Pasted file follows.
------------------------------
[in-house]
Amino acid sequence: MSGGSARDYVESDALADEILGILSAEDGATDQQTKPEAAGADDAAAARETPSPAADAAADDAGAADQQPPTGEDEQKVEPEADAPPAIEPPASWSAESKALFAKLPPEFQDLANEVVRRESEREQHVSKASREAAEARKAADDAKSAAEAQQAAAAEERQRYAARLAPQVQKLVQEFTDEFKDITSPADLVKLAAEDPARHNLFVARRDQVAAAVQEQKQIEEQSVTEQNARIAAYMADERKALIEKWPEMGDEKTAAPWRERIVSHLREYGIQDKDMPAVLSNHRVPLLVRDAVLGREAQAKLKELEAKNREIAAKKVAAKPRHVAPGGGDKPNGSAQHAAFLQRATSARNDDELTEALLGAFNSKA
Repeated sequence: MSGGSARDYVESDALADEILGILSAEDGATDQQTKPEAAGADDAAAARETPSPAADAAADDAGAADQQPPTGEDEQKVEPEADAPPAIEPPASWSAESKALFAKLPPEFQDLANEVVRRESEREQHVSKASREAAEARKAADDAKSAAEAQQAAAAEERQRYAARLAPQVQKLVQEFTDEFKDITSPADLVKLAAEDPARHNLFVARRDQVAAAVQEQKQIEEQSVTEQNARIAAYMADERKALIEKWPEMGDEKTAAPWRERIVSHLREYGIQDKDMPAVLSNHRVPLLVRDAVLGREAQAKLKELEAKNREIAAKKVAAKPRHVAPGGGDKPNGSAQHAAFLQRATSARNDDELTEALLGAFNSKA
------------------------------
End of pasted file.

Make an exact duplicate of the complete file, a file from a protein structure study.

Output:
[in-house]
Amino acid sequence: MSGGSARDYVESDALADEILGILSAEDGATDQQTKPEAAGADDAAAARETPSPAADAAADDAGAADQQPPTGEDEQKVEPEADAPPAIEPPASWSAESKALFAKLPPEFQDLANEVVRRESEREQHVSKASREAAEARKAADDAKSAAEAQQAAAAEERQRYAARLAPQVQKLVQEFTDEFKDITSPADLVKLAAEDPARHNLFVARRDQVAAAVQEQKQIEEQSVTEQNARIAAYMADERKALIEKWPEMGDEKTAAPWRERIVSHLREYGIQDKDMPAVLSNHRVPLLVRDAVLGREAQAKLKELEAKNREIAAKKVAAKPRHVAPGGGDKPNGSAQHAAFLQRATSARNDDELTEALLGAFNSKA
Repeated sequence: MSGGSARDYVESDALADEILGILSAEDGATDQQTKPEAAGADDAAAARETPSPAADAAADDAGAADQQPPTGEDEQKVEPEADAPPAIEPPASWSAESKALFAKLPPEFQDLANEVVRRESEREQHVSKASREAAEARKAADDAKSAAEAQQAAAAEERQRYAARLAPQVQKLVQEFTDEFKDITSPADLVKLAAEDPARHNLFVARRDQVAAAVQEQKQIEEQSVTEQNARIAAYMADERKALIEKWPEMGDEKTAAPWRERIVSHLREYGIQDKDMPAVLSNHRVPLLVRDAVLGREAQAKLKELEAKNREIAAKKVAAKPRHVAPGGGDKPNGSAQHAAFLQRATSARNDDELTEALLGAFNSKA